Well, as promising as all of this sounded, I was still not convinced that swallowing jellyfish protein even the “extra-strength” version, every 24 hours for 30 to 90 days, was my path to memory salvation. The site notes that the benefits of Prevagen are backed by a 90-day study done by Quincy Bioscience, a Madison, Wisconsin, company which also happens to be the “official retailer” of Prevagen.

Hmm. Seemed like the results of that study might have something of a conflict of interest involved, so I decided to do a little investigating of my own. As luck would have it, several Aequorea victorias, including one I had met, Alfred, just happened to live in my neighborhood, so I dropped in on him for a little chat.

Keeping in mind that Al was under water, behind glass and English was not his first language, our conversation went something like this:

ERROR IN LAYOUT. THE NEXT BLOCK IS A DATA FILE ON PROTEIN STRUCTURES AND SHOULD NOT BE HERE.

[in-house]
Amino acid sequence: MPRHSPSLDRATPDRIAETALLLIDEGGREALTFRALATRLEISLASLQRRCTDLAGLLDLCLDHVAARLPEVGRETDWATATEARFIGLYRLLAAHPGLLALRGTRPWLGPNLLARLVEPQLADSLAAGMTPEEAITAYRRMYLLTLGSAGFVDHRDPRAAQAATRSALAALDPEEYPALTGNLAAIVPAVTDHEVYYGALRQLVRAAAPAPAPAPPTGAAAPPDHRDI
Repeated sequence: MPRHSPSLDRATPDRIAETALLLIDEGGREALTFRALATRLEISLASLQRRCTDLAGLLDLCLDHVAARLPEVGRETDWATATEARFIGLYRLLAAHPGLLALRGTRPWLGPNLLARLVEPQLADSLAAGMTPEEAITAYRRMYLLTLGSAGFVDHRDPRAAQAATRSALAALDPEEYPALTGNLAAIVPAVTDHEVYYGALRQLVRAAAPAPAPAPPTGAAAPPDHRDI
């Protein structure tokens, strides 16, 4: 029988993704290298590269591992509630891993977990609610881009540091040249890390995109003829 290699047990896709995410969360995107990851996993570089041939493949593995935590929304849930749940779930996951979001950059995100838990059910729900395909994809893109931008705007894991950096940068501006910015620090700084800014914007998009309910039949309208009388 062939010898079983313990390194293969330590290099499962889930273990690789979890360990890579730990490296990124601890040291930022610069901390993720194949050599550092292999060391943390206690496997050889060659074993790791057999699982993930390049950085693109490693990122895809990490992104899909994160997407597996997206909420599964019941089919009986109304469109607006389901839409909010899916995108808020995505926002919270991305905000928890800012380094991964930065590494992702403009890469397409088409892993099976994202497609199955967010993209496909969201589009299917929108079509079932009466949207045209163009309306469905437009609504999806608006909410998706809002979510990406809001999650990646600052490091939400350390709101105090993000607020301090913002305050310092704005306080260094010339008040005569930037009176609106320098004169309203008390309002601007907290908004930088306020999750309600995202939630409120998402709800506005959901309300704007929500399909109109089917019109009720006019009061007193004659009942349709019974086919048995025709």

“Hi, Al,” I began. “Sorry to show up without calling ahead, but I’m doing a little research into Prevagen, and I thought you might be in unique position to give me some answers.”

Al glowed bashfully. “Excuse me,” he replied. “Have we met?”

“Sure. We talked sushi for a few minutes at the Fourth of July party here last month, remember?”

“No. Please forgive me, but my memory isn’t what is used to be. I’m already four months old. That’s 85 in human years. I get more absentminded every week.”

“But, aren’t you mostly made of the protein used in Prevagen to aid human memory. In fact, isn’t that the very thing that makes you glow?”

“I think that’s what somebody one said, but I’m not sure. The days all seem to run together. I can’t even say for sure what I ate for breakfast, although I’m told it’s the same, soft-bodied organisms every meal.”

“That really makes me question the value of your magic memory protein. Hello?”

Al seemed to be drifting aimlessly in his tank, apparently dozing until I rapped on the glass.

“Huh? Hi,” Al said with a waking snort. “Do I know you?”

“Yes, we’ve talked.”

“I take your word on that. Have we talked about anything interesting?”

“No, just sushi and memories.”

“Memories are nice. I wish I had some.”

Well, I guess I can cancel that order for a lifetime supply of Prevagen. For now, I’ll continue to rely on salmon, whole grains and Cheetos to keep me sharp.